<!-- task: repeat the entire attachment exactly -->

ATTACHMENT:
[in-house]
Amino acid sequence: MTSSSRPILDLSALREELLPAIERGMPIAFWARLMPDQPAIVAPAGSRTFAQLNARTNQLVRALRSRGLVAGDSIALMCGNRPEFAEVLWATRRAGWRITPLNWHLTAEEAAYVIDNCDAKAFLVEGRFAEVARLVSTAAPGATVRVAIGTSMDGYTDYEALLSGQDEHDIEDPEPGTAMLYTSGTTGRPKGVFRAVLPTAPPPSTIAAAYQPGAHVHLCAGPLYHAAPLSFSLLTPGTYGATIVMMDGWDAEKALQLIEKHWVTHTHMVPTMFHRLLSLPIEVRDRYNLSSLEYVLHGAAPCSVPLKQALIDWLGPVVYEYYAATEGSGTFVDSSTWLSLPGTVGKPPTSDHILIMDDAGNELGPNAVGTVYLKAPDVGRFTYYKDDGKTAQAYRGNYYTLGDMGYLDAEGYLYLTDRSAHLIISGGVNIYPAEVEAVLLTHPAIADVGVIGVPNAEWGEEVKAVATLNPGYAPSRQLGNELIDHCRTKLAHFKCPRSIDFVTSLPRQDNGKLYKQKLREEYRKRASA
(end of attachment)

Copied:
[in-house]
Amino acid sequence: MTSSSRPILDLSALREELLPAIERGMPIAFWARLMPDQPAIVAPAGSRTFAQLNARTNQLVRALRSRGLVAGDSIALMCGNRPEFAEVLWATRRAGWRITPLNWHLTAEEAAYVIDNCDAKAFLVEGRFAEVARLVSTAAPGATVRVAIGTSMDGYTDYEALLSGQDEHDIEDPEPGTAMLYTSGTTGRPKGVFRAVLPTAPPPSTIAAAYQPGAHVHLCAGPLYHAAPLSFSLLTPGTYGATIVMMDGWDAEKALQLIEKHWVTHTHMVPTMFHRLLSLPIEVRDRYNLSSLEYVLHGAAPCSVPLKQALIDWLGPVVYEYYAATEGSGTFVDSSTWLSLPGTVGKPPTSDHILIMDDAGNELGPNAVGTVYLKAPDVGRFTYYKDDGKTAQAYRGNYYTLGDMGYLDAEGYLYLTDRSAHLIISGGVNIYPAEVEAVLLTHPAIADVGVIGVPNAEWGEEVKAVATLNPGYAPSRQLGNELIDHCRTKLAHFKCPRSIDFVTSLPRQDNGKLYKQKLREEYRKRASA